Panic disorder


Panic disorder


Panic disorder is where you have recurring and regular panic attacks, often for no apparent reason.

Everyone experiences feelings of anxiety and panic at certain times during their lifetime. It's a natural response to stressful or dangerous situations.

However, for someone with panic disorder, feelings of anxiety, stress and panic occur regularly and at any time.


Anxiety is a feeling of unease. It can range from mild to severe and can include feelings of worry and fear.
There are several conditions that can cause severe anxiety including

phobias – an extreme or irrational fear of an object, place, situation, feeling or animal

generalised anxiety disorder (GAD) – a long-term condition that causes excessive anxiety and worry relating to a variety of situations

post-traumatic stress disorder – a condition with psychological and physical symptoms caused by distressing or frightening events

Panic attacks

A panic attack occurs when your body experiences a rush of intense psychological (mental) and physical symptoms.

You may experience an overwhelming sense of fear, apprehension and anxiety. As well as these feelings, you may also have physical symptoms such as:




a sensation that your heart is beating irregularly (palpitations)

The number of panic attacks you have will depend on how severe your condition is. Some people may have one or two attacks each month, while others may have several attacks a week.

Panic attacks can be very frightening and intense, but they're not dangerous. An attack won't cause you any physical harm, and it's unlikely that you'll be admitted to hospital if you've had a panic attack.

What causes panic disorder?

As with many mental health conditions, the exact cause of panic disorder isn't fully understood.

However, it's thought the condition is probably linked to a combination of physical and psychological factors.

It’s important to be aware that some physical conditions and disorders can have similar symptoms to those of anxiety. For example:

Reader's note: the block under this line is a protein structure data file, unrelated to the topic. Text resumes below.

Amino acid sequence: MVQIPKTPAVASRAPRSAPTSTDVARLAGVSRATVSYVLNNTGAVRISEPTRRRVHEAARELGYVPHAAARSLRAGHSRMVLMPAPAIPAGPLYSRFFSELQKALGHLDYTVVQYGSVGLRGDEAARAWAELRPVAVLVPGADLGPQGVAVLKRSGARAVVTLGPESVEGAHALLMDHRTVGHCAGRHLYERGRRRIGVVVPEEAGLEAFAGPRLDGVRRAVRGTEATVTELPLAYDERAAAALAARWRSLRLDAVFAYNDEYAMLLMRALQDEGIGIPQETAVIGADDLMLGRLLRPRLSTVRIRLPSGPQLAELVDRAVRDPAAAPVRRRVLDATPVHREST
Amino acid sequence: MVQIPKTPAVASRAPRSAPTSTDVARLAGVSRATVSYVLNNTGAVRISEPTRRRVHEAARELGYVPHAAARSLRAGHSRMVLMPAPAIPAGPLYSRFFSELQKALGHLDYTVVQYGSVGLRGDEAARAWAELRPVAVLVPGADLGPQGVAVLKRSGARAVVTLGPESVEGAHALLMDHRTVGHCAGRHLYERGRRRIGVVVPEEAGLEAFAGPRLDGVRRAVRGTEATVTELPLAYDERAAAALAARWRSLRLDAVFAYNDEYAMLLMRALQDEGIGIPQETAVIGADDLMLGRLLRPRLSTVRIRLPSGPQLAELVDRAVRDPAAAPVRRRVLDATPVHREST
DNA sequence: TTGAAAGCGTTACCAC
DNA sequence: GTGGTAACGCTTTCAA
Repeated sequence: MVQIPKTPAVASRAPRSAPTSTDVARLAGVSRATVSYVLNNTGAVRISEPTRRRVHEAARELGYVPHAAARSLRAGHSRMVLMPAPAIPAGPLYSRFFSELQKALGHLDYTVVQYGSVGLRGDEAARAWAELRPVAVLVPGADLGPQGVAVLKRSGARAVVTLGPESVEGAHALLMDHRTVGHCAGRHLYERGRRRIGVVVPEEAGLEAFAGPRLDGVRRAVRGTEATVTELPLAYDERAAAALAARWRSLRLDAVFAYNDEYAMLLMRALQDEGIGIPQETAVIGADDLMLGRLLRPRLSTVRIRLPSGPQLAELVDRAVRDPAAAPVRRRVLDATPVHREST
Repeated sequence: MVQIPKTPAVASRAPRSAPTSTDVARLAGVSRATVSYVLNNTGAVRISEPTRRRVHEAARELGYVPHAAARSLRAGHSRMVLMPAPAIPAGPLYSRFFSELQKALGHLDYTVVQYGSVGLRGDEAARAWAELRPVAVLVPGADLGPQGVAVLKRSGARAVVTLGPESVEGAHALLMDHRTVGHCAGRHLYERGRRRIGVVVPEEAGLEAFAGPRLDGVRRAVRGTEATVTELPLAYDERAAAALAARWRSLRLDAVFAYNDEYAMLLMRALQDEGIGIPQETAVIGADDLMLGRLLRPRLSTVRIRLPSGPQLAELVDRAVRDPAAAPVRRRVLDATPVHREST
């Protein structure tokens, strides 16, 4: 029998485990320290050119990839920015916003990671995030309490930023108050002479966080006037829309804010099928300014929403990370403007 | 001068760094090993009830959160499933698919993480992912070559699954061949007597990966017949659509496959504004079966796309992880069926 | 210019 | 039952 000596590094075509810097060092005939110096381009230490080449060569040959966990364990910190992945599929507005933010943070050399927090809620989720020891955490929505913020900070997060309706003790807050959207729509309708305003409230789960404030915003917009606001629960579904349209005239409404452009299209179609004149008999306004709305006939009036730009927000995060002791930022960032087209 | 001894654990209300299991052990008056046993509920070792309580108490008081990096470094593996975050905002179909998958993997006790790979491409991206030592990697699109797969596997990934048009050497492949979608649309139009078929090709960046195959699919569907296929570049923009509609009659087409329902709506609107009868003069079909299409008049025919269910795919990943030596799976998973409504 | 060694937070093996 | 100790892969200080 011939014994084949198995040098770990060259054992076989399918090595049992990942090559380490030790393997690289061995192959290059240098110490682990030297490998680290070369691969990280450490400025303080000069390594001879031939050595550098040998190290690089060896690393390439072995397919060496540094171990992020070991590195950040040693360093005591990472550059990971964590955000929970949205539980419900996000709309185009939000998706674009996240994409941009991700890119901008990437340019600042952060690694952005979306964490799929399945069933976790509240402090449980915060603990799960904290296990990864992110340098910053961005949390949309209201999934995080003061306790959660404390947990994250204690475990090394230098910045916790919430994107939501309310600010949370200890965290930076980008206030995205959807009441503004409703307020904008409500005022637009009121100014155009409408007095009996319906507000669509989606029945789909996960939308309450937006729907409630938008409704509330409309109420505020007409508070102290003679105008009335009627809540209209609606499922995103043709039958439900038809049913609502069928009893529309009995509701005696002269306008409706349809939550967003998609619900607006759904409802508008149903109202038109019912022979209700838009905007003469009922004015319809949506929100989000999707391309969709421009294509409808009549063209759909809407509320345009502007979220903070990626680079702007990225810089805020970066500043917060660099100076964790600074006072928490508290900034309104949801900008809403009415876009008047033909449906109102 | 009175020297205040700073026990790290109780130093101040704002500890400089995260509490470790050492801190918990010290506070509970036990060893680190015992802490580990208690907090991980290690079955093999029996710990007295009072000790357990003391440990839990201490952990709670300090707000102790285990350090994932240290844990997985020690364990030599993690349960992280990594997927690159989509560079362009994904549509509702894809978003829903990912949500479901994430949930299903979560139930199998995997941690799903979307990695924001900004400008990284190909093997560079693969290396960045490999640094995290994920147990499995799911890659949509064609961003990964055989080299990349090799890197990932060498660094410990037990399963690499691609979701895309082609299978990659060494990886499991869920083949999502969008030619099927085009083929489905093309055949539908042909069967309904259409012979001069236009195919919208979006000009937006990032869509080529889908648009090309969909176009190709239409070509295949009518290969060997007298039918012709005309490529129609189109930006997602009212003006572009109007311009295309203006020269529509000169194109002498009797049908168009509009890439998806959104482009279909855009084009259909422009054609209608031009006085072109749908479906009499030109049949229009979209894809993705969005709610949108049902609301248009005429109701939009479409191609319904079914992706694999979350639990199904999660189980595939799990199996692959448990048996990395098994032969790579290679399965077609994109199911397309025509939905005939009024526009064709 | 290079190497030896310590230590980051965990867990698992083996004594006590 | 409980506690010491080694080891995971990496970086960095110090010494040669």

mitral valve prolapse

postural orthostatic tachycardic syndrome (POTS)


paroxysmal atrial tachycardia – episodes of rapid and regular heartbeats that begin and end abruptly

thyrotoxicosis – where large amounts of thyroid hormones are released into the bloodstream, causing rapid heartbeat, sweating,tremor and anxiety

poorly controlled diabetes

adrenal tumours – growths that develop on the adrenal glands (two triangular-shaped glands that form part of the kidneys)

carcinoid syndrome – a set of symptoms caused by some carcinoid tumours that can develop in the cells of the endocrine system (glands that produce and secrete hormones)

Zollinger-Ellison syndrome – causes overproduction of insulin and low blood sugar (hypoglycaemia)

Diagnosing panic disorder

See your GP if you have symptoms of anxiety or panic disorder (see above).

You may be diagnosed with panic disorder if you experience recurrent and unexpected panic attacks followed by at least one month of continuous worry or concern about having further attacks..

Treating panic disorder

The aim of treating panic disorder is to reduce the number of panic attacks you have and ease the severity of your symptoms.

Psychological therapy and medication are the two main types of treatment for panic disorder.

Read more about treating panic disorder and things you can do to help yourself during a panic attack.

Having panic disorder may affect your ability to drive. It's your legal obligation to inform the Driver and Vehicle Licensing Agency (DVLA)about a medical condition that could have an impact on your driving ability.

GOV.UK has further information and advice about driving with a disability or health condition.

Complications of panic disorder

Panic disorder is treatable, but to make a full recovery it's important that you seek medical help as soon as possible. Treatment for panic disorder is much more effective if it's given at an early stage.

Left untreated, panic disorder can become a very debilitating and isolating illness. It can also increase your risk of developing other mental health conditions, such as agoraphobia or other phobias.

Agoraphobia is a fear of being in situations where escape might be difficult, or help wouldn't be available if things go wrong.

Symptoms of panic disorder 

The symptoms of a panic attack can be very frightening and distressing.

Symptoms tend to occur suddenly, without warning and often for no apparent reason.

As well as overwhelming feelings of anxiety, a panic attack can also cause a variety of other symptoms, including:

a sensation that your heart is beating irregularly (palpitations)



hot flushes


shortness of breath

a choking sensation

chest pain



feeling faint

numbness or pins and needles

dry mouth